Next month in Helsinki the Worldcon 75 Business Meeting will vote on whether to ratify an award to honor the best Young Adult book of the year. The motion gained initial passage in 2016. A second favorable vote will make it an official part of the convention’s annual activities.
In advance of the business meeting, the YA Award Committee has published its report on the Worldcon 75 website: http://www.worldcon.fi/files/YA_Award_Full_Report.pdf
The proposal was passed in 2016 without choosing a name for the award. After canvassing the public and discussing ideas internally, the committee is recommending that it be called the Lodestar Award.
From lode (“journey, course, guide”) + star; a Lodestar is a star that guides or leads, especially in navigation, where it is the sole reliable source of light—the star that leads those in uncharted waters to safety. The guiding star frequently appears in speculative fiction and is tied to the notion of the hero’s quest. While it evokes stargazers and adventurers, it also calls to mind distant galaxies and travel through space. It therefore applies to both Fantasy and Science Fiction, is international in scope, and has symbolism that is cross-generational.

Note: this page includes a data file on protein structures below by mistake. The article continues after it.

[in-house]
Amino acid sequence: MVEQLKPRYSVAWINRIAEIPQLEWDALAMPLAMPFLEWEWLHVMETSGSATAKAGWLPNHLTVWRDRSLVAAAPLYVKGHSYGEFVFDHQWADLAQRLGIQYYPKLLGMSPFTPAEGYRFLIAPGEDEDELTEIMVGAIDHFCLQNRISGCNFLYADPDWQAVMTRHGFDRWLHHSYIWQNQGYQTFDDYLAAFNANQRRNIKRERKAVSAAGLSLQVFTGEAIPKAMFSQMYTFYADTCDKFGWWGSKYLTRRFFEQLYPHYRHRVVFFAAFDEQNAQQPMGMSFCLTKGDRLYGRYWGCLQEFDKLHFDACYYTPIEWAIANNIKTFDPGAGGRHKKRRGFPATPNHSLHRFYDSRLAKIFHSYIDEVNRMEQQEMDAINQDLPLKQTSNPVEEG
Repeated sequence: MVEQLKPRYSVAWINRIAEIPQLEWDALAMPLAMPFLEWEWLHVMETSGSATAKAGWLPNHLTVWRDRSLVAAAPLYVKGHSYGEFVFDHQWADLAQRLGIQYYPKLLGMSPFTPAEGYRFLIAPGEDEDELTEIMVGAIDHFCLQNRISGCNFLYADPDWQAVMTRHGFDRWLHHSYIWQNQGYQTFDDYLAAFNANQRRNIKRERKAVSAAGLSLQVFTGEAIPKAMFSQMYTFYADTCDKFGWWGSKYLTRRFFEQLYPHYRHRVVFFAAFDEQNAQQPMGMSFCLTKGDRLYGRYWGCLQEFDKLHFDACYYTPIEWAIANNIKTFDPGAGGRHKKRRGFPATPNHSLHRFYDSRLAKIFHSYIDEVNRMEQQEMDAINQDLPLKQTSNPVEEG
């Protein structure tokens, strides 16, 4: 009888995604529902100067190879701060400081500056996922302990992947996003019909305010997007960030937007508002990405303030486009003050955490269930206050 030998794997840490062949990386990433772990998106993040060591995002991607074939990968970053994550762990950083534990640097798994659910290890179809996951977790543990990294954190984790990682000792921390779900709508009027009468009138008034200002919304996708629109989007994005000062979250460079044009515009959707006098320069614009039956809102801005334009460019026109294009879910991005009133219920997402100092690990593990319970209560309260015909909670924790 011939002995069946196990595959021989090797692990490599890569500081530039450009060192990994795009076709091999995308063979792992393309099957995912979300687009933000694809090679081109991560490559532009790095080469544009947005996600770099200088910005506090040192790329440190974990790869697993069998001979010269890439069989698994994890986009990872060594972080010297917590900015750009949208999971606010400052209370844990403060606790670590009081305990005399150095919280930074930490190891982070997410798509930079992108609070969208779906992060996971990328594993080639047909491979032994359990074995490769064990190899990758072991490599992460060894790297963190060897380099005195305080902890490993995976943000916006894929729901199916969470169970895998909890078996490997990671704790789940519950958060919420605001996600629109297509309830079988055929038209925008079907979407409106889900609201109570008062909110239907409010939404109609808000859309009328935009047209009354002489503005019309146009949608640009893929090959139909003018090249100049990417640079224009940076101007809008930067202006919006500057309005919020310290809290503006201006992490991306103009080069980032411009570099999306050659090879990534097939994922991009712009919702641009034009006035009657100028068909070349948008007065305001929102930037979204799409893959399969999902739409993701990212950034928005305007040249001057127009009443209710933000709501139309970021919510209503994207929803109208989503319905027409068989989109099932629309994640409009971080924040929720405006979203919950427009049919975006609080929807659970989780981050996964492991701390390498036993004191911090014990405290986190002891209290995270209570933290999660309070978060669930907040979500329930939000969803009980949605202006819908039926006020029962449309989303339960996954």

The Business Meeting will have to decide if approving an award name is permissible this year, or requires its own motion and ratifying vote. If the award is ratified without a nickname being approved, it is expected to begin life as simply the “YA Award” given by the Worldcon. The YA Award is not a Hugo, but would be voted on by Worldcon members at the same time that they vote on the Hugos and Campbell Award.
Among those who participated in the public survey, 52% wanted the YA Award named for a person, but 48% did not. The report says the committee also found this question “tricky and contentious” and a section is devoted to outlining the arguments for and against:
Arguments for Using Personal Names
– A person’s name recalls the history of SFF literature
– The Hugo/Campbell Awards are themselves named after editors